Your email is not valid
Recipient's email is not valid
Submit Close

Your email has been sent.

Click here to send another


Marvin Hamlisch (1944-2012)

The widely-celebrated composer was 68.

Print Email

Tragedy has again unexpectedly struck the post-war generation of urbane Jewish tastemakers and those who love them. Legendary composer of “A Chorus Line” and genuine EGOT Marvin Hamlisch has died, at the alarmingly young(ish) age of 68, after what his family has termed a “brief illness.” The kick line in Heaven will be especially precise tonight.

I’ll have lots more on Hamlisch and his unique genius in my Tattler column this Friday. For now, console yourselves with this account from our friend Michael Schulman at the New Yorker—someone who never knew Marvin but desperately wanted to–and the terrific clip below of Hamlisch playing a medley of his songs.

Think you can guess my favorite? Leave your speculations in the comment. Winner gets a copy of this.

Earlier: Mayim Bialik and the Jewish EGOT
Marvin Hamlisch, Composer of ‘A Chorus Line’, Dies at 68 [NYT]

Print Email

Daily rate: $2
Monthly rate: $18
Yearly rate: $180

Tablet is committed to bringing you the best, smartest, most enlightening and entertaining reporting and writing on Jewish life, all free of charge. We take pride in our community of readers, and are thrilled that you choose to engage with us in a way that is both thoughtful and thought-provoking. But the Internet, for all of its wonders, poses challenges to civilized and constructive discussion, allowing vocal—and, often, anonymous—minorities to drag it down with invective (and worse). Starting today, then, we are asking people who'd like to post comments on the site to pay a nominal fee—less a paywall than a gesture of your own commitment to the cause of great conversation. All proceeds go to helping us bring you the ambitious journalism that brought you here in the first place.

Readers can still interact with us free of charge via Facebook, Twitter, and our other social media channels, or write to us at Each week, we’ll select the best letters and publish them in a new letters to the editor feature on the Scroll.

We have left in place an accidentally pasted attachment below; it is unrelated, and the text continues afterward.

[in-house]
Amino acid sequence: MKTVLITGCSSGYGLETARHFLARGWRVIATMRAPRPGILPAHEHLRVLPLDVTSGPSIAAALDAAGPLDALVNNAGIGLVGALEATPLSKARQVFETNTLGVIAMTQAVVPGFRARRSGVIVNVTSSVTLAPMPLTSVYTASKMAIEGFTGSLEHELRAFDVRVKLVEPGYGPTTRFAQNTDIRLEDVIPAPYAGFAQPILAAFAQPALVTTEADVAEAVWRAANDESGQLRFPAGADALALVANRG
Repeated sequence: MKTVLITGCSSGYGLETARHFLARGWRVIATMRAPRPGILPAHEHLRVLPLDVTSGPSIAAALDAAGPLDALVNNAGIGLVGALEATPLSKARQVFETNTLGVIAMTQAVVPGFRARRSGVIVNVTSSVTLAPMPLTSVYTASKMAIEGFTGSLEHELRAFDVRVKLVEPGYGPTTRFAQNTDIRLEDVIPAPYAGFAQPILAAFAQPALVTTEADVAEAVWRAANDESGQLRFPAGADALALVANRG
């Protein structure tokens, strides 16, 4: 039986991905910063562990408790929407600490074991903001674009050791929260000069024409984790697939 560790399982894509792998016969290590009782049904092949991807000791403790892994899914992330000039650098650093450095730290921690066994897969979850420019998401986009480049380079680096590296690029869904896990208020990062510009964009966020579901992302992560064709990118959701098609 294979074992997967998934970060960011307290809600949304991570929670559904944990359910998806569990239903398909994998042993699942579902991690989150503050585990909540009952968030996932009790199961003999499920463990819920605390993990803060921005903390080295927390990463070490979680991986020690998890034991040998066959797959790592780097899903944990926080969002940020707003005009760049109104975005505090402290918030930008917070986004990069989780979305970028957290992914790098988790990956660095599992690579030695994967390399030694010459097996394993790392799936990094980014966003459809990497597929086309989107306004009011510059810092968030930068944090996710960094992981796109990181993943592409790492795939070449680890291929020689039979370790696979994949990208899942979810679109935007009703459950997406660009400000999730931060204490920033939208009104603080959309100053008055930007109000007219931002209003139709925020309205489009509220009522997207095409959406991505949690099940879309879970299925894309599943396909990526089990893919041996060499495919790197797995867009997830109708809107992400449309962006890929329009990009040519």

We hope this new largely symbolic measure will help us create a more pleasant and cultivated environment for all of our readers, and, as always, we thank you deeply for your support.

Umish Katani says:

Well we all have to die eventually,. at least he made a success of his life and enjoyed it to the fullest I imagine… Gave the world great music and that will always be there. However just reporting “After a breief illness” … leaves one wondering what one is hiding….

Anon says:
marjorie ingall says:

I love(d) Hamlisch as much as the next overdramatic Jewish tween girl who wept at The Way We Were and sang What I Did For Love to her mirror…but he did not write Cheek to Cheek, no matter what that video claims. (That said, he was the fabulous-est!)

Without a doubt, Mr. Hamlisch’s passing is a terrible loss to the world. No question, our all-time favorite among his many was The Way We Were. Just behind, the theme from Ice Castles sung by Melissa Manchester.


Your comment may be no longer than 2,000 characters, approximately 400 words. HTML tags are not permitted, nor are more than two URLs per comment. We reserve the right to delete inappropriate comments.

Thank You!

Thank you for subscribing to the Tablet Magazine Daily Digest.
Please tell us about you.

Marvin Hamlisch (1944-2012)

The widely-celebrated composer was 68.

More on Tablet:

A Grandfather’s Hidden Love Letters From Nazi Germany Reveal a Buried Past

By Vox Tablet — Reporter Sarah Wildman’s grandfather escaped Vienna in 1938. Long after he died, she discovered the life—and lover—he left behind.